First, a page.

"The stars did not yet revolve in the heavens; the Danaides had not yet appeared, nor the race of Deucalion; the Arcadians alone existed, those of whom it is said that they lived before the Moon, eating acorns upon the mountains." -- Apollonios Rhodios, librarian, Argonautica, ~246 B.C.
"These were Arcadians of Evander's following, the so‑called Pre-Lunar people." -- Plutarch, historian, Moralia: The Roman Questions #76, 1st century
"In the remotest times, before the Moon accompanied the Earth, according to the mythology of the Muysca or Mozca Indians, the inhabitants of the plain of Bogota lived like barbarians, naked, without any form of laws or religious worship." --Alexander Von Humboldt, naturalist, Researches, 1814
"The passages in Ovid as to the existence of the Arcadians before the Moon are universally known." -- Alexander Von Humboldt, naturalist, 1851
"We shall commence with a few of the principal passages from the ancients, which treat of the Proselenes. Stephanus of Byzantium (v. 'Apkas) mentions the logographs of Hippys of Rhegium, a contemporary of Darius and Xerxes, as the first who called the Arcadians proselenous. The scholiasts, ad Apollon. Rhod. IV 264 and ad Aristoph. Nub. 397, agree in saying, the remote antiquity of the Arcadians becomes most clear from the fact of their being called proselenoi. They appear to have been there before the Moon, as Eudoxus and Theodorus also say; the latter adds that it was shortly before the labours of Hercules that the Moon appeared. In the government of the Tegeates, Aristotle states that the barbarians who inhabited Arcadia were driven out by the later Arcadians before the Moon appeared, and therefore they were called proselenoi." -- Alexander Von Humboldt, naturalist, 1851
"...the pre-Hellenic Pelasgian inhabitants of Arcadia called themselves Proselenes, because they boasted that they came into the country before the Moon accompanied the Earth. Pre-Hellenic and pre-lunarian were synonymous." -- Alexander Von Humboldt, naturalist, 1851
"Capture of our Moon becomes the only option, it cannot have been created from the Earth." -- Wallace Thornhill, physicist, October 2000
"Currently, the moon is moving away from the Earth at such a great rate, that if you extrapolate back in time — the moon would have been so close to the Earth 1.4 billion years ago that it would have been torn apart by tidal forces (Slichter, 1963)." — Dennis J. McCarthy, biogeographer/geologist, 2003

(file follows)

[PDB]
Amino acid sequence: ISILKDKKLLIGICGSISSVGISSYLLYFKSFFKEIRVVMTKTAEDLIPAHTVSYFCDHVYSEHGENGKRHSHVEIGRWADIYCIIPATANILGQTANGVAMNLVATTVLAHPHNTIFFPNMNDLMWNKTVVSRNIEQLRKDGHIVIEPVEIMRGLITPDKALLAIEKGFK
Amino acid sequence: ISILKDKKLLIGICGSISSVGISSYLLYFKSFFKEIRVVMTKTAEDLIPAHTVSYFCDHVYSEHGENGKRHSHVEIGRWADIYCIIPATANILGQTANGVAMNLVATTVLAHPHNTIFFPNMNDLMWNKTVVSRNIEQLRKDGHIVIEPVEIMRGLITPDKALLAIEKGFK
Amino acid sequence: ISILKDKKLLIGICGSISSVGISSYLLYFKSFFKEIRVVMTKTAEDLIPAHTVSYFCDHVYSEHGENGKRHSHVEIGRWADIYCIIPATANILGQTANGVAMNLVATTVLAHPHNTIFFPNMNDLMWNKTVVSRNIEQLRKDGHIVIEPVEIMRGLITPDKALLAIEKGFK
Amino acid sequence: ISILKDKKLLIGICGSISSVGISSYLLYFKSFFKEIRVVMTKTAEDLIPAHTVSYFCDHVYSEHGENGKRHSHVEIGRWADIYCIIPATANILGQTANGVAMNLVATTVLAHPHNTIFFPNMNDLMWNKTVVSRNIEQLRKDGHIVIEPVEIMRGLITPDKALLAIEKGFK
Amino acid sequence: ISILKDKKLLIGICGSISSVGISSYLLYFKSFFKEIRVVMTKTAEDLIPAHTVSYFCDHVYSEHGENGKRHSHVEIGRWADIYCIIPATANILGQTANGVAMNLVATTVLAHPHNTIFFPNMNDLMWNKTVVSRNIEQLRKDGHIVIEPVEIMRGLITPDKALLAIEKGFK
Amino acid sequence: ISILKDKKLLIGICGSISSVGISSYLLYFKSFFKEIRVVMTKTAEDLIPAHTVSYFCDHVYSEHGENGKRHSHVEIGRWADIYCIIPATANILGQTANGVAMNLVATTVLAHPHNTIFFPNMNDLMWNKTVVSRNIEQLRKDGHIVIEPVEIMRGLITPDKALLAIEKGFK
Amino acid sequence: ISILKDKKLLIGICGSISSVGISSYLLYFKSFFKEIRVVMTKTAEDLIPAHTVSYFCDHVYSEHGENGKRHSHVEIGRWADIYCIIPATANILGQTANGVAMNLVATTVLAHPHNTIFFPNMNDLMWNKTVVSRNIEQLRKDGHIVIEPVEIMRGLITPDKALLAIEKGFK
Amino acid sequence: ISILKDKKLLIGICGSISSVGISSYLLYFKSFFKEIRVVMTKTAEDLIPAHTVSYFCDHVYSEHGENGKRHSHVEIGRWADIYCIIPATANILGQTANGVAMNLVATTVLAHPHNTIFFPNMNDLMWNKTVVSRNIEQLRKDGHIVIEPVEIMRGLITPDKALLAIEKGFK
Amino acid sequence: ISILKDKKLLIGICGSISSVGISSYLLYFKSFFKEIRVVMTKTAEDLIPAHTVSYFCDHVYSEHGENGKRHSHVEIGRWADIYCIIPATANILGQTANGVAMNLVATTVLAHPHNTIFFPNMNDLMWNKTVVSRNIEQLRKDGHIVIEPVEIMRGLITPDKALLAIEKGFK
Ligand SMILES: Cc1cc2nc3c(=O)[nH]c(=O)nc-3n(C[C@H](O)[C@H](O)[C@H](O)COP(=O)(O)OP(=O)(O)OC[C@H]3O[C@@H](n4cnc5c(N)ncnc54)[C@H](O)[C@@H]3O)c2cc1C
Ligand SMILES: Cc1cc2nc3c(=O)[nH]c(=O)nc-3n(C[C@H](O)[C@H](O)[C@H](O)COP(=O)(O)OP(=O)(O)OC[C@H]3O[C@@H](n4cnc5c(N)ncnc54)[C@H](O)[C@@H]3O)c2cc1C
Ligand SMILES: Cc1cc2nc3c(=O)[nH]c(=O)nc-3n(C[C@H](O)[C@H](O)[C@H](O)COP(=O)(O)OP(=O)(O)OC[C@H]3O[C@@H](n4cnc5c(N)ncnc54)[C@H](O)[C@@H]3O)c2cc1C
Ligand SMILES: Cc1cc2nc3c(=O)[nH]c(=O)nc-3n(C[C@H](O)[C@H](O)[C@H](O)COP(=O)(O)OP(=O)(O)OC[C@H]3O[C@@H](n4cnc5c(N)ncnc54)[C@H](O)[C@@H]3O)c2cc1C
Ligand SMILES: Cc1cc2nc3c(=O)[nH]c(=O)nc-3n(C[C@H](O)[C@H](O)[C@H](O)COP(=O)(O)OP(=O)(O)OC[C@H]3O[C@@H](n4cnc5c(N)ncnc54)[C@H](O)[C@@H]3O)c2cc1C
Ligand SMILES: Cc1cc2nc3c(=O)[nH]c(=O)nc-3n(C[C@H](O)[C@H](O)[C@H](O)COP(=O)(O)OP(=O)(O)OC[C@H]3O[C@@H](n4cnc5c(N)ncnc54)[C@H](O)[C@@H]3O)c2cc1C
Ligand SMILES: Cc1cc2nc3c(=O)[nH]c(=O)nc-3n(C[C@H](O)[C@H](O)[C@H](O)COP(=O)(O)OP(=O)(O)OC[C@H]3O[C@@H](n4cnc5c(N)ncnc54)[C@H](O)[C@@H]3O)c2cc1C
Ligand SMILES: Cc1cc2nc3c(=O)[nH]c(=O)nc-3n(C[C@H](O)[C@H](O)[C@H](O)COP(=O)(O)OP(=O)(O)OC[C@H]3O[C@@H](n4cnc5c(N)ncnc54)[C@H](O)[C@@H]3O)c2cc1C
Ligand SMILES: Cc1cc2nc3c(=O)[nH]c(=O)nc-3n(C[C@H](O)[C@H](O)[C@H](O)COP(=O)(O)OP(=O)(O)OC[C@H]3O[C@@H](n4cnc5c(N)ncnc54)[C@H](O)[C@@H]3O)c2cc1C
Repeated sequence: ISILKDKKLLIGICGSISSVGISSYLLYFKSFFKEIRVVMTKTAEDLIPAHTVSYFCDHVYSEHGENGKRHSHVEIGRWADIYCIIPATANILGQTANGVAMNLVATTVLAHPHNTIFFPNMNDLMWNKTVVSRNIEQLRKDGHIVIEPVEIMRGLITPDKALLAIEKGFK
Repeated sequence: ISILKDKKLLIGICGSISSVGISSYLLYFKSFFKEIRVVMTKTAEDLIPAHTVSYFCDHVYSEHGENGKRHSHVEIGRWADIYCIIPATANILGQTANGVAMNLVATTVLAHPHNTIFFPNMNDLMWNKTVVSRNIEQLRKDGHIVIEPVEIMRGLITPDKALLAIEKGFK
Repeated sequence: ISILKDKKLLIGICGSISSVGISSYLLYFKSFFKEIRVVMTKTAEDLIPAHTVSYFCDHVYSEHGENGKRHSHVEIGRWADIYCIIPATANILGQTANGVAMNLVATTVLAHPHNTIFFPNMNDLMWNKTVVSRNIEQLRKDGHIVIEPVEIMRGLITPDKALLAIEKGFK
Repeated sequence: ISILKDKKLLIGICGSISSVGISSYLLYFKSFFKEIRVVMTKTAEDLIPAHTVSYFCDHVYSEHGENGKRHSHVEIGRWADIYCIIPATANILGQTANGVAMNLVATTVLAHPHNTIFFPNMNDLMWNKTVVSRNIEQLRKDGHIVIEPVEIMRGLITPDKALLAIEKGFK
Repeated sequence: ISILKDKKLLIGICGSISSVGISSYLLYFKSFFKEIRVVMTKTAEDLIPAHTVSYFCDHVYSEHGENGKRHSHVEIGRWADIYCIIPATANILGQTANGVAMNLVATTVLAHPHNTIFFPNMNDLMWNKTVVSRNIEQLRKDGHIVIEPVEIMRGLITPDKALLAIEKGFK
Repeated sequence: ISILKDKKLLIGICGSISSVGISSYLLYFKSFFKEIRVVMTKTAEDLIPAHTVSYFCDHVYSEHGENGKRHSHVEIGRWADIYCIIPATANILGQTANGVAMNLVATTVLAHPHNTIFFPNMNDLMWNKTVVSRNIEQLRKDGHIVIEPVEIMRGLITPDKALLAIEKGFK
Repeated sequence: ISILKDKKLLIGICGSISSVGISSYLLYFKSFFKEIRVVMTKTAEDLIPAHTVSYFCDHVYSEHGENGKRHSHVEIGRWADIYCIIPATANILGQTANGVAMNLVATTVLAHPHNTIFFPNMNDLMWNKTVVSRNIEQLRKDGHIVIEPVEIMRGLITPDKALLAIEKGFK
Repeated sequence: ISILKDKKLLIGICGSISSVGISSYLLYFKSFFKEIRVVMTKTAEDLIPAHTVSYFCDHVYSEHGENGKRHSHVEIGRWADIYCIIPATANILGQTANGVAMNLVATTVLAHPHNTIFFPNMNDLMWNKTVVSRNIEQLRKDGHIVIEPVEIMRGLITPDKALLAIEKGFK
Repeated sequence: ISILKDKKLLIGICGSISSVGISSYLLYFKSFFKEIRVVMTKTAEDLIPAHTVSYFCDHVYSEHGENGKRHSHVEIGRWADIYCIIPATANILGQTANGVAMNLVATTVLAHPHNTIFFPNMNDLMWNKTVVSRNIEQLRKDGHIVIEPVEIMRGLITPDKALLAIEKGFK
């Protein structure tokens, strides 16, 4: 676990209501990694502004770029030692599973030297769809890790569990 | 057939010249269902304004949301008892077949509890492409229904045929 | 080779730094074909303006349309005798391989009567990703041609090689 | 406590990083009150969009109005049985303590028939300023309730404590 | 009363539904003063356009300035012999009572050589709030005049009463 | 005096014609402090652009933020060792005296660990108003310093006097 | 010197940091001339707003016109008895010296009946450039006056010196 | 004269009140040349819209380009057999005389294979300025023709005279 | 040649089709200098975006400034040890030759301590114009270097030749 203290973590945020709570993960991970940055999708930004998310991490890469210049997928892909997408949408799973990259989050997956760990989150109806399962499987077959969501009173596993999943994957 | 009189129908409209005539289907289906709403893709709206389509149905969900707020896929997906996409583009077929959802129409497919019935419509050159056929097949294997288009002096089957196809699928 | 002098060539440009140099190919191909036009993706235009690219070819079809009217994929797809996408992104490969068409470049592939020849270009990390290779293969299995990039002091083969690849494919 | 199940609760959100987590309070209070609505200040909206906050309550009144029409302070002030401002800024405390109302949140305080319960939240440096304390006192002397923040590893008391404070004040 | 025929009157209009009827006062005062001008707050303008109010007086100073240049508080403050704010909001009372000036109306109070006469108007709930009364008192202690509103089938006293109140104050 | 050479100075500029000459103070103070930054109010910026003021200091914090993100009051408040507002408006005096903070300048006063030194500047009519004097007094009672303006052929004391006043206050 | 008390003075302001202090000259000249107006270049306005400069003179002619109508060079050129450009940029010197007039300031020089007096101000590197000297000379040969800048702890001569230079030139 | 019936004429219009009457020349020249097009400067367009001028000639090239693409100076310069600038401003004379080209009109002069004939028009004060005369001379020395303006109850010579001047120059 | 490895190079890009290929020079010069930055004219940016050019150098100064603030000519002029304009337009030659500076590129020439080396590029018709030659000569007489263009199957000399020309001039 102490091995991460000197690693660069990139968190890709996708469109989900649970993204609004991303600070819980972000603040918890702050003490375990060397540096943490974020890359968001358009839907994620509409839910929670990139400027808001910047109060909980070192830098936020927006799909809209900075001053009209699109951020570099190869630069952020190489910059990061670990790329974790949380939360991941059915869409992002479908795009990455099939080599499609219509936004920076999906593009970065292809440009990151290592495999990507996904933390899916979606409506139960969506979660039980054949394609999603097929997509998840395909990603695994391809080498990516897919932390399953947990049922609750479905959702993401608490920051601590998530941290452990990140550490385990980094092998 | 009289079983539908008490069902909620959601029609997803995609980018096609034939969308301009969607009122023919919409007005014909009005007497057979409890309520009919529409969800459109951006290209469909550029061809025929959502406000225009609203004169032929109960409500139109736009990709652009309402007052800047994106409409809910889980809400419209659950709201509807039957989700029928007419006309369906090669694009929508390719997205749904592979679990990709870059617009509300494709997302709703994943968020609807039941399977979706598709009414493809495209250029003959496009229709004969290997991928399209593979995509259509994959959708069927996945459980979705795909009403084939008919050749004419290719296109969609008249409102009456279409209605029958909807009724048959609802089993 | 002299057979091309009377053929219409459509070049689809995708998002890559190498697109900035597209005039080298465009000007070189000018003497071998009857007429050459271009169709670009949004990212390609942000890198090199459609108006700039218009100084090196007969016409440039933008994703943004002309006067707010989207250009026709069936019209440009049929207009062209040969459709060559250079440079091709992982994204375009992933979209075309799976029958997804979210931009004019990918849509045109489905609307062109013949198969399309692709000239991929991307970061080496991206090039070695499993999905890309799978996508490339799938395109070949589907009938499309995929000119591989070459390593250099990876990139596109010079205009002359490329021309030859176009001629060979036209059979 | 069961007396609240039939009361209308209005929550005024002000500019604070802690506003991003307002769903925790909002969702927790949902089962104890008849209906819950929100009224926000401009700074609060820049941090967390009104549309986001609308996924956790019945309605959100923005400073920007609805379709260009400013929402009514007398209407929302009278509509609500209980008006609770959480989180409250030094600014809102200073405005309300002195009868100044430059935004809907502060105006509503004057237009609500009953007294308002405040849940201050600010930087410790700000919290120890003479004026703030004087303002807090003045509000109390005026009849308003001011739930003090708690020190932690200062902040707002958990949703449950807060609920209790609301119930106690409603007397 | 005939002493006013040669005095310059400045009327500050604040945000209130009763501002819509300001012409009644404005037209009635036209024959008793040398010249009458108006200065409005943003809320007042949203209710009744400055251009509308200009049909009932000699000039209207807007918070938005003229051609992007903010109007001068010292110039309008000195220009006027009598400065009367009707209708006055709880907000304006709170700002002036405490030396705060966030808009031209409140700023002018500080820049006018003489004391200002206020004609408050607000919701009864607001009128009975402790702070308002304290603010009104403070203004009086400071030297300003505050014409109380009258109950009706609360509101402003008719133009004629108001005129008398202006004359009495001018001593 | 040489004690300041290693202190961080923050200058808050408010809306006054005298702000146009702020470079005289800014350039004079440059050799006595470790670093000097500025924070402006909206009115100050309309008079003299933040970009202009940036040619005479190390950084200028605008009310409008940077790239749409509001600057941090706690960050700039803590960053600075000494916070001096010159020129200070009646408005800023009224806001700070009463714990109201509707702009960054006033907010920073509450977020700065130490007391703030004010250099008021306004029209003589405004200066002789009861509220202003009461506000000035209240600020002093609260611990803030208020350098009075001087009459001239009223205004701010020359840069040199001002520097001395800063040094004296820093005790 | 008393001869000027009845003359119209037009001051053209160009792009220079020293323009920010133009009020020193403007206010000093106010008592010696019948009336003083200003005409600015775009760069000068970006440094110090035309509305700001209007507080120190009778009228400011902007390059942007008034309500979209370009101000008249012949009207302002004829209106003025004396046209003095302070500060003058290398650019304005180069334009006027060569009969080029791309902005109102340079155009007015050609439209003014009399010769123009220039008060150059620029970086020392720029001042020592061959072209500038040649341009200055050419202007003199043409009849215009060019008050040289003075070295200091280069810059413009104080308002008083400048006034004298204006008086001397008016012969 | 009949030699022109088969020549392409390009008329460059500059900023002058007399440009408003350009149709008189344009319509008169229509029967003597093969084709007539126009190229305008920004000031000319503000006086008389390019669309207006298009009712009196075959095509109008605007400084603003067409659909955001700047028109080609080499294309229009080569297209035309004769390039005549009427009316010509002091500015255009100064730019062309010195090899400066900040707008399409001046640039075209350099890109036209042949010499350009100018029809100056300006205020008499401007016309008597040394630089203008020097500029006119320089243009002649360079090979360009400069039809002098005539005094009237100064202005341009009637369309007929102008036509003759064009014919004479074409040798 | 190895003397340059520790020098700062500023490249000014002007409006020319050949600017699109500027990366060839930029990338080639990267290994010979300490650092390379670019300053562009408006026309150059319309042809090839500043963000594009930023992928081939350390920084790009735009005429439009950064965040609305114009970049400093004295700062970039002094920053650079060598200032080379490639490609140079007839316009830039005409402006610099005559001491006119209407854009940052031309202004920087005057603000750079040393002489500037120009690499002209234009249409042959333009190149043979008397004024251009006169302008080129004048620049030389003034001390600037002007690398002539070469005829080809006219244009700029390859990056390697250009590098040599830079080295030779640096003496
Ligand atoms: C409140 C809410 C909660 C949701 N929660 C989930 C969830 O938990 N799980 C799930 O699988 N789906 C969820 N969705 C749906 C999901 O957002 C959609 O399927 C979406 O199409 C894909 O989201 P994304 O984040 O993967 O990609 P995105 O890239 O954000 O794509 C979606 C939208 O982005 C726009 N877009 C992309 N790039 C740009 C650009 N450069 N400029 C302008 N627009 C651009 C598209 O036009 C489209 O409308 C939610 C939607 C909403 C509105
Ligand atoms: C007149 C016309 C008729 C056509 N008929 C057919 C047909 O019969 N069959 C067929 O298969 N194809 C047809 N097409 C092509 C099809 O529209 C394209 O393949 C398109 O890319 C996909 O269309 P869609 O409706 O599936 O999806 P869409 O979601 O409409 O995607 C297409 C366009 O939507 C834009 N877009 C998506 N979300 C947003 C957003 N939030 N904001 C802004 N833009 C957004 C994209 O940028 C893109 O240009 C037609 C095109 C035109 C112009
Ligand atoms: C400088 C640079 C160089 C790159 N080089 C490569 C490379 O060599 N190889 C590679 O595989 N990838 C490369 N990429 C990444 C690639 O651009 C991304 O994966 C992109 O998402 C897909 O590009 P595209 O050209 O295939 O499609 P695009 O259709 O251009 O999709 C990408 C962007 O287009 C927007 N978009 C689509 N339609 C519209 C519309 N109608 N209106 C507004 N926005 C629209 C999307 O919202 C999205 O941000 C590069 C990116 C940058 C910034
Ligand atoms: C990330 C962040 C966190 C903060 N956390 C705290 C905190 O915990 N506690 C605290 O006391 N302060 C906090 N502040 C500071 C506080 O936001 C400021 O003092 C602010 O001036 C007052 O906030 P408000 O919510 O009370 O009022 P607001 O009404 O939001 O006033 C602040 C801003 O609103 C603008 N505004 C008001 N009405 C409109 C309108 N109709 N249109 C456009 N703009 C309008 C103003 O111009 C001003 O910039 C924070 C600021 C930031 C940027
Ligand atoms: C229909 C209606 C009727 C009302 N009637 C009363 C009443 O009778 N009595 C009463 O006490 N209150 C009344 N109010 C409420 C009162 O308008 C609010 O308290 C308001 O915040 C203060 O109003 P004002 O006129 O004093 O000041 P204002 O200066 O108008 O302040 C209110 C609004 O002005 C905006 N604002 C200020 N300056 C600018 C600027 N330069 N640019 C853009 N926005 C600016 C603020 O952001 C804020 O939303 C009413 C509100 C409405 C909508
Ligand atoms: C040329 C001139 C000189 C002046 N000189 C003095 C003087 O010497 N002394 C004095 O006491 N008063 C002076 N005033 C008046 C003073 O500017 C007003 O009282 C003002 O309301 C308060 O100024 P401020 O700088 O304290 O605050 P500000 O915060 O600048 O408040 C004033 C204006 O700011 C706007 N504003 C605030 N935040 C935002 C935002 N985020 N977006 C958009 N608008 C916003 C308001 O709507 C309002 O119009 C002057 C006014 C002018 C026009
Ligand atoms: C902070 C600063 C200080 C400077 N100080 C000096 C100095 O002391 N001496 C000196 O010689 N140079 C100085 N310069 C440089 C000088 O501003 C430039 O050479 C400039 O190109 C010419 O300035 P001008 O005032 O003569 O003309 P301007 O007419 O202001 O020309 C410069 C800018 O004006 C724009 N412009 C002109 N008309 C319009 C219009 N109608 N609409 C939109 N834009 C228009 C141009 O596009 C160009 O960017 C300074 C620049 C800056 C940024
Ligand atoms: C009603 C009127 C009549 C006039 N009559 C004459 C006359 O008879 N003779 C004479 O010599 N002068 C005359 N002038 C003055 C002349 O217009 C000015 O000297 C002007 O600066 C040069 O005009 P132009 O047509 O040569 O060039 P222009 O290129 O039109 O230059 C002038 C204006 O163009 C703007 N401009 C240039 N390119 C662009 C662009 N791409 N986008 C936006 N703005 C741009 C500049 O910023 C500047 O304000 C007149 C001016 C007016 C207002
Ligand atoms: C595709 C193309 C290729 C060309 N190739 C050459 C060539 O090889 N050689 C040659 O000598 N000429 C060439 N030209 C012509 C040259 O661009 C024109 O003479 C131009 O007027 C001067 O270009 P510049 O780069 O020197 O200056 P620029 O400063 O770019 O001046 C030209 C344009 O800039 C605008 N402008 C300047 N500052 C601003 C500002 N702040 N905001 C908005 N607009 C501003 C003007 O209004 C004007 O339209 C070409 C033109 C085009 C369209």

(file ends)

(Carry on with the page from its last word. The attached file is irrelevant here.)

Science Daily: Moon Younger Than Previously Thought, Analysis of Lunar Rock Reveals.
The research team, which includes scientists from the Natural History Museum of Denmark, Lawrence Livermore National Laboratory, Carnegie Institute's Department of Terrestrial Magnetism and Université Blaise Pascal, used newly-refined techniques to determine the age of the sample of a FAN that was returned by the Apollo 16 mission and has been stored at the lunar rock collection at the NASA Johnson Space Center.
The team analysed the isotopes of the elements lead and neodymium to place the age of a sample of a FAN at 4.36 billion years. This figure is significantly younger than earlier estimates of the Moon's age that range to nearly as old as the age of the solar system itself at 4.567 billion years. The new, younger age obtained for the oldest lunar crust is similar to ages obtained for the oldest terrestrial minerals -- zircons from Western Australia -- suggesting that the oldest crust on both Earth and the Moon formed at approximately the same time.
This study is the first in which a single sample of FAN yielded consistent ages from multiple isotope dating techniques. This result strongly suggests that these ages pinpoint the time at which this sample crystallised. The extraordinarily young age of this lunar sample either means that the Moon solidified significantly later than previous estimates -- and therefore the moon itself is much younger than previously believed -- or that this sample does not represent a crystallisation product of the original magma ocean. Either scenario requires major revision to previous models for the formation of the Moon.